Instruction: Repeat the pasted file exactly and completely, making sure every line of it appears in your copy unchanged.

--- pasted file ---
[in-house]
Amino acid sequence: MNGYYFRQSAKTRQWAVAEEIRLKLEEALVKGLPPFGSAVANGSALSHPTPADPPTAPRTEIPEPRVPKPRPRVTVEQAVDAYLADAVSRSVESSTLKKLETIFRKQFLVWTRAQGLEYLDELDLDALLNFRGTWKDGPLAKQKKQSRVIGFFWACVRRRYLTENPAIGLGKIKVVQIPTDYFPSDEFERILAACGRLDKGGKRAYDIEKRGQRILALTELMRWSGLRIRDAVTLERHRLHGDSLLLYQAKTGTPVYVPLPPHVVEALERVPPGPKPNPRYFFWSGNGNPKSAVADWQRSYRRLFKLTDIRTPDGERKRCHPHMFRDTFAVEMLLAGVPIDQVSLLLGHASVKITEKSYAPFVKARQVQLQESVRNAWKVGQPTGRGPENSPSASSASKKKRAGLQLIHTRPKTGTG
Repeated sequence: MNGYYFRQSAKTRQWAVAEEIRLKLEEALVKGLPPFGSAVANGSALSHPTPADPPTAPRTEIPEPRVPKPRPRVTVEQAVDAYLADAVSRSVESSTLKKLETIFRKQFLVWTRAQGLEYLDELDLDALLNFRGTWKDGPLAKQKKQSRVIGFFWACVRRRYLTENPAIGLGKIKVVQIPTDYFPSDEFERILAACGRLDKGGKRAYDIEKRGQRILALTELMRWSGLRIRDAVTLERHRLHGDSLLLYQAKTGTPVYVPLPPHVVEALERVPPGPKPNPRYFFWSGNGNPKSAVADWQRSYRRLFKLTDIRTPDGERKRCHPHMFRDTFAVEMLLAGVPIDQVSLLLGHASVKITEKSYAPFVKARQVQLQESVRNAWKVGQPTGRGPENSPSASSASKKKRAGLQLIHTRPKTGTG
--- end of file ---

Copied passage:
[in-house]
Amino acid sequence: MNGYYFRQSAKTRQWAVAEEIRLKLEEALVKGLPPFGSAVANGSALSHPTPADPPTAPRTEIPEPRVPKPRPRVTVEQAVDAYLADAVSRSVESSTLKKLETIFRKQFLVWTRAQGLEYLDELDLDALLNFRGTWKDGPLAKQKKQSRVIGFFWACVRRRYLTENPAIGLGKIKVVQIPTDYFPSDEFERILAACGRLDKGGKRAYDIEKRGQRILALTELMRWSGLRIRDAVTLERHRLHGDSLLLYQAKTGTPVYVPLPPHVVEALERVPPGPKPNPRYFFWSGNGNPKSAVADWQRSYRRLFKLTDIRTPDGERKRCHPHMFRDTFAVEMLLAGVPIDQVSLLLGHASVKITEKSYAPFVKARQVQLQESVRNAWKVGQPTGRGPENSPSASSASKKKRAGLQLIHTRPKTGTG
Repeated sequence: MNGYYFRQSAKTRQWAVAEEIRLKLEEALVKGLPPFGSAVANGSALSHPTPADPPTAPRTEIPEPRVPKPRPRVTVEQAVDAYLADAVSRSVESSTLKKLETIFRKQFLVWTRAQGLEYLDELDLDALLNFRGTWKDGPLAKQKKQSRVIGFFWACVRRRYLTENPAIGLGKIKVVQIPTDYFPSDEFERILAACGRLDKGGKRAYDIEKRGQRILALTELMRWSGLRIRDAVTLERHRLHGDSLLLYQAKTGTPVYVPLPPHVVEALERVPPGPKPNPRYFFWSGNGNPKSAVADWQRSYRRLFKLTDIRTPDGERKRCHPHMFRDTFAVEMLLAGVPIDQVSLLLGHASVKITEKSYAPFVKARQVQLQESVRNAWKVGQPTGRGPENSPSASSASKKKRAGLQLIHTRPKTGTG